In a new study from Northwestern University, researchers found that prior COVID-19 infection alone doesn’t guarantee a high level of antibodies against the coronavirus or a strong response after just one dose of two-dose vaccines.
The team examined 27 vaccinated Chicago-area adults; some had previously tested positive with the coronavirus.
They submitted blood samples two to three weeks after their first and second dose of either the Pfizer or Moderna vaccines, and two months after the second dose.
The researchers analyzed the blood samples for antibodies against the coronavirus.
When they tested blood samples from participants collected about three weeks after their second vaccine dose, the average level of inhibition was 98%, indicating a very high level of neutralizing antibodies.
But antibody levels against emerging variants were much lower, ranging from 67% to 92%.
Also, blood samples from previously infected people collected two months after the second vaccine dose showed antibody responses had declined by about 20%.
Another finding was that participants who’d had multiple COVID-19 symptoms had a stronger immune response to the vaccines than those who had mild symptoms or were asymptomatic.
The team says many people, and many doctors, are assuming that any prior exposure to SARS-CoV-2 will confer immunity to reinfection.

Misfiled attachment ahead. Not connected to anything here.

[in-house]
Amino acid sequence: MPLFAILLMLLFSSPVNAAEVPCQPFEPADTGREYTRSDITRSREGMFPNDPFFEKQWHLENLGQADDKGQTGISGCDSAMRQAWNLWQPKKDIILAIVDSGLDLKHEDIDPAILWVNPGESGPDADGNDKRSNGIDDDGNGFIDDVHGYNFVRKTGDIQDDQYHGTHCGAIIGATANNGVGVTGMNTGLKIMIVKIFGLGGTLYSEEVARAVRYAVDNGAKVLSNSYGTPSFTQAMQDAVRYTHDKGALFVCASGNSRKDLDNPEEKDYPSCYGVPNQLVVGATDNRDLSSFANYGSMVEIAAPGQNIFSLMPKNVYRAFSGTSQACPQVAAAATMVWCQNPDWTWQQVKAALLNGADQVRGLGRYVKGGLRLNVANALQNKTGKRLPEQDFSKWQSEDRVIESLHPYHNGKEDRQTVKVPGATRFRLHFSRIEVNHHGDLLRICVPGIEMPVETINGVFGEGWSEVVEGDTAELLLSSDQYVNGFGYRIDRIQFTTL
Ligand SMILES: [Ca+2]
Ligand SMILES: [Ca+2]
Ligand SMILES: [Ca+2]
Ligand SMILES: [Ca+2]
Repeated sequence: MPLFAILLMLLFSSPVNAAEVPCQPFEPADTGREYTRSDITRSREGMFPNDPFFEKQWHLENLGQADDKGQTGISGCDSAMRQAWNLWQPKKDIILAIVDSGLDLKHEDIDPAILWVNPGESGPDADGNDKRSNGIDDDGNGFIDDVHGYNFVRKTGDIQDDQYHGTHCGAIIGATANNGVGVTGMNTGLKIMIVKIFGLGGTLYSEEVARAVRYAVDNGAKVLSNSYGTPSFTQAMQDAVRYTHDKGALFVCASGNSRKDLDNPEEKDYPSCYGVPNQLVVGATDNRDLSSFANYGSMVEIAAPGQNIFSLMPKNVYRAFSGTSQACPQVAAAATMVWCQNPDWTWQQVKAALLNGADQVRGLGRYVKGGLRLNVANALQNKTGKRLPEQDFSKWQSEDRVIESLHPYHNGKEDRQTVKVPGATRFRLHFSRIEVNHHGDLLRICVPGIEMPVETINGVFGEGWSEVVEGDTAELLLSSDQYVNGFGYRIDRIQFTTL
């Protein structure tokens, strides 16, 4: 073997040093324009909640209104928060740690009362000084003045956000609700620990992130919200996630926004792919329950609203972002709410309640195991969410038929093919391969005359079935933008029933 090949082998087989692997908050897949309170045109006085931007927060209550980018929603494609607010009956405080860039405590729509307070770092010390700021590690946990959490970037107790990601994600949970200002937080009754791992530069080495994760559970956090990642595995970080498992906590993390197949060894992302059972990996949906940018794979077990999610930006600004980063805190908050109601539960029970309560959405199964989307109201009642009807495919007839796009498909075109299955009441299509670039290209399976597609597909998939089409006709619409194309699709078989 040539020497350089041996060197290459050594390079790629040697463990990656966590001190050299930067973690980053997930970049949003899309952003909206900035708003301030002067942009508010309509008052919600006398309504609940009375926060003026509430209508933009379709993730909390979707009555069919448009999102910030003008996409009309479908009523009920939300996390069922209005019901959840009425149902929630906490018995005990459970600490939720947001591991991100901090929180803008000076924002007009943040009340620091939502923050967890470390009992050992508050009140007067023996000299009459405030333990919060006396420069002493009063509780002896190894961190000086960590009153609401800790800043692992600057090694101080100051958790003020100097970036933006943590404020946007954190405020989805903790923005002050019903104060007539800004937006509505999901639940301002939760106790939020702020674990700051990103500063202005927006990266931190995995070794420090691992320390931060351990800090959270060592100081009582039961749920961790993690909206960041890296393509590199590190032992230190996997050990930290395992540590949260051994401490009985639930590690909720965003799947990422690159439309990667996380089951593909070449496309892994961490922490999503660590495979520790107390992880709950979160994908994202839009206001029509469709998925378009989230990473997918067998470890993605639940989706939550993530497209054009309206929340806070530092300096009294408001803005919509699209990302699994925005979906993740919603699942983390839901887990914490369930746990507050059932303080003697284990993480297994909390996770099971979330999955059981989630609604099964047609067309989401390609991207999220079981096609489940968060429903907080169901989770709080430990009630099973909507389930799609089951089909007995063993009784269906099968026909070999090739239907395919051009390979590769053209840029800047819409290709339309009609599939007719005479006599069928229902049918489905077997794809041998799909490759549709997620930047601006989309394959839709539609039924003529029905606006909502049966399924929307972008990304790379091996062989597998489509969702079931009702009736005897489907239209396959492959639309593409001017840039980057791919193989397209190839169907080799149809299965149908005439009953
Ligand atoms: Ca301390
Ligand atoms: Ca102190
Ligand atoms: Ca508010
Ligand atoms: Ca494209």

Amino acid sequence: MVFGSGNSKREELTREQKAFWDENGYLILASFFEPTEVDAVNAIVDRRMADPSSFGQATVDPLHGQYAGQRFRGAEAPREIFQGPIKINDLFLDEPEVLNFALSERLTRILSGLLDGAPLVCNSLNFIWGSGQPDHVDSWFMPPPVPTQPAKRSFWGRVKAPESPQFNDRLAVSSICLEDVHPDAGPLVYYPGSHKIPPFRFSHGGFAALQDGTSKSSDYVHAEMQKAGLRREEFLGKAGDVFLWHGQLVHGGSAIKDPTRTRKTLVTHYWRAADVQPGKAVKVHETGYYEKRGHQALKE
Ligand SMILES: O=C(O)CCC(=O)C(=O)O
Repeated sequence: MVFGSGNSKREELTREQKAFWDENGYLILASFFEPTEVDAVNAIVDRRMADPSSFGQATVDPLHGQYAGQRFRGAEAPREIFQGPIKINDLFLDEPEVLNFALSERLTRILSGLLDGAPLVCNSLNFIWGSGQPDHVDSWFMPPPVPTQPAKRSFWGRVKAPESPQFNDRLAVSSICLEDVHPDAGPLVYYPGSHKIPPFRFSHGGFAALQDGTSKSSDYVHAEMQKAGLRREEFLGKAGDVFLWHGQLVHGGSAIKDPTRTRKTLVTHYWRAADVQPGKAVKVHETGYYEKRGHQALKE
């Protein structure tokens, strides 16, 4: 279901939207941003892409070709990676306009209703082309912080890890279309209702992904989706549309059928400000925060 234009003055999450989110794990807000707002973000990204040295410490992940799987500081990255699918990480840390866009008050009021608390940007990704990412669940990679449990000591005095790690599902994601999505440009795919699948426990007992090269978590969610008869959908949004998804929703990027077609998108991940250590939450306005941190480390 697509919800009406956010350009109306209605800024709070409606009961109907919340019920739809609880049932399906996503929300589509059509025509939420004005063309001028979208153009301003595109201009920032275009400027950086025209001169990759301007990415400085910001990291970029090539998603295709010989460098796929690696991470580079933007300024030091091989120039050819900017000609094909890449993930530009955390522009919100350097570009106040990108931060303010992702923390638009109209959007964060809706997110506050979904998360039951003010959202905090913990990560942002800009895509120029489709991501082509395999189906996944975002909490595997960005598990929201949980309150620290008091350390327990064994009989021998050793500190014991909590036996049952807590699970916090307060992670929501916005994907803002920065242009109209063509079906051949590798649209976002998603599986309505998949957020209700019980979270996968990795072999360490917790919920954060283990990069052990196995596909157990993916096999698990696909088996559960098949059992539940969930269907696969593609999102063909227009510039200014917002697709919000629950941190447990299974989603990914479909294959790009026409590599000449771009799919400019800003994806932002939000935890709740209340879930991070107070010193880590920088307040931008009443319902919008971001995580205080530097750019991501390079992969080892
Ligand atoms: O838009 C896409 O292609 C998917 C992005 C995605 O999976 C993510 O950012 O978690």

Based on this logic, some people with prior exposure don’t think they need to get vaccinated.
Or if they do get vaccinated, they think that they only need the first dose of the two-dose Pfizer/Moderna vaccines.
But this study shows that prior exposure to SARS-CoV-2 does not guarantee a high level of antibodies, nor does it guarantee a robust antibody response to the first vaccine dose.
For people who had mild or asymptomatic infections, their antibody response to vaccination is essentially the same as it is for people who have not been previously exposed.
The study was conducted before the emergence of the Delta variant, but the findings still apply, the team says.
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The study is published in Scientific Reports. One author of the study is Thomas McDade.
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